Credentials: 1924 - 2018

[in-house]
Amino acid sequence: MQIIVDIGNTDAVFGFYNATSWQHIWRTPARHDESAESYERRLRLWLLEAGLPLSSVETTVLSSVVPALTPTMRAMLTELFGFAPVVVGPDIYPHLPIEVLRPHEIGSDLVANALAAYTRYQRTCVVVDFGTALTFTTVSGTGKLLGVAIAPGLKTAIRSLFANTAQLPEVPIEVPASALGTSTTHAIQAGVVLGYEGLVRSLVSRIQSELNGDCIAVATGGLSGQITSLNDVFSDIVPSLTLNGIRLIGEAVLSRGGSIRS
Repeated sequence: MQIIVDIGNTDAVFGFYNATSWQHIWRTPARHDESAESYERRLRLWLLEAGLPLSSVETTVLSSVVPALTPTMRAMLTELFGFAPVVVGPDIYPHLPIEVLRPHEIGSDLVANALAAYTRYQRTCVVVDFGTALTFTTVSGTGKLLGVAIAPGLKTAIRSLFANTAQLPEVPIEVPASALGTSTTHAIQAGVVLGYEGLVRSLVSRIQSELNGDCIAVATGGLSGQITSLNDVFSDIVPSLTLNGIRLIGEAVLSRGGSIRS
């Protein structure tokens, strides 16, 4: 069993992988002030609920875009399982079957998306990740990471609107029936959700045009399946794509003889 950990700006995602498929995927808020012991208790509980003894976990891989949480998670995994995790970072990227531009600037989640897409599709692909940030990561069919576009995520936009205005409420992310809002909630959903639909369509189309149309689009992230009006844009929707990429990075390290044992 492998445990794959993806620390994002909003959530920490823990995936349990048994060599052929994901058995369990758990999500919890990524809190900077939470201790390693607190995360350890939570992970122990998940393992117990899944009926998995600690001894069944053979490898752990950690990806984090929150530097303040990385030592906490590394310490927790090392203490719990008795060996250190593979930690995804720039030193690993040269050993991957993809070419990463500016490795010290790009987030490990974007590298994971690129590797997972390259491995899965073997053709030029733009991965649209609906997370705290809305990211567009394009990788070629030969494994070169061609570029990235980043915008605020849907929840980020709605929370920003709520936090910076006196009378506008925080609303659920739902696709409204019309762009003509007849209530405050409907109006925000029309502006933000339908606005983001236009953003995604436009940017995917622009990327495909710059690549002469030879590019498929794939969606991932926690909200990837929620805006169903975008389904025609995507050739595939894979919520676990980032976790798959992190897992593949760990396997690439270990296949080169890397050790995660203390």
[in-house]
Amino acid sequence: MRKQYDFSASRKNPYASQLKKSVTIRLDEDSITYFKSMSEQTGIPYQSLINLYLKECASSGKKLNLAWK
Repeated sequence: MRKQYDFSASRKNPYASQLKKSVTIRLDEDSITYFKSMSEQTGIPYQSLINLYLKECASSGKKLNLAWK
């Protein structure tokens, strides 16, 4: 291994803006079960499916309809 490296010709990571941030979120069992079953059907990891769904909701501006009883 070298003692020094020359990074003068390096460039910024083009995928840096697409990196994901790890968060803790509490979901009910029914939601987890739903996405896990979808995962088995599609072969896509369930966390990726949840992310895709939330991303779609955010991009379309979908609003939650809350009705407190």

Vel Phillips built a career full of “firsts” as both a woman and an African American in Wisconsin. Born in Milwaukee, she graduated from Howard University in Washington, D.C. in 1946 and went on to become the first African American woman to graduate from the University of Wisconsin–Madison law school in 1951. Soon after, Vel and her husband Dale became the first husband/wife law team of any race admitted to the eastern district of the federal bar of Wisconsin. She also was the first African American in the United States elected to the policy-making body of either major political party. In 1956, she became the first woman and the first African American elected to Milwaukee’s Common Council. Throughout the 1960s, Phillips championed fair housing bills and often participated in non-violent protests against discrimination in housing, education, and employment. After months of marching, her arrest in 1967 at a rally following the firebombing of an NAACP youth center brought national media attention to Milwaukee, where leaders had been resistant to non-discrimination measures. Milwaukee alders finally approved the Fair Housing Law that Phillips had proposed six years earlier, pushed toward acceptance by the passage of a federal open housing law the week prior, after the assassination of Martin Luther King, Jr. After nearly 15 years as an alderperson, Phillips resigned in 1971 and was appointed by Governor Patrick J. Lucey to the Milwaukee County judiciary, becoming the first woman judge in Milwaukee County and the first African American judge in Wisconsin. In 1978, Phillips made national history as the first woman and first African American elected to a state office, the Secretary of State of Wisconsin. Phillips remained a committed activist and community worker in the area of civil rights until her death in 2018.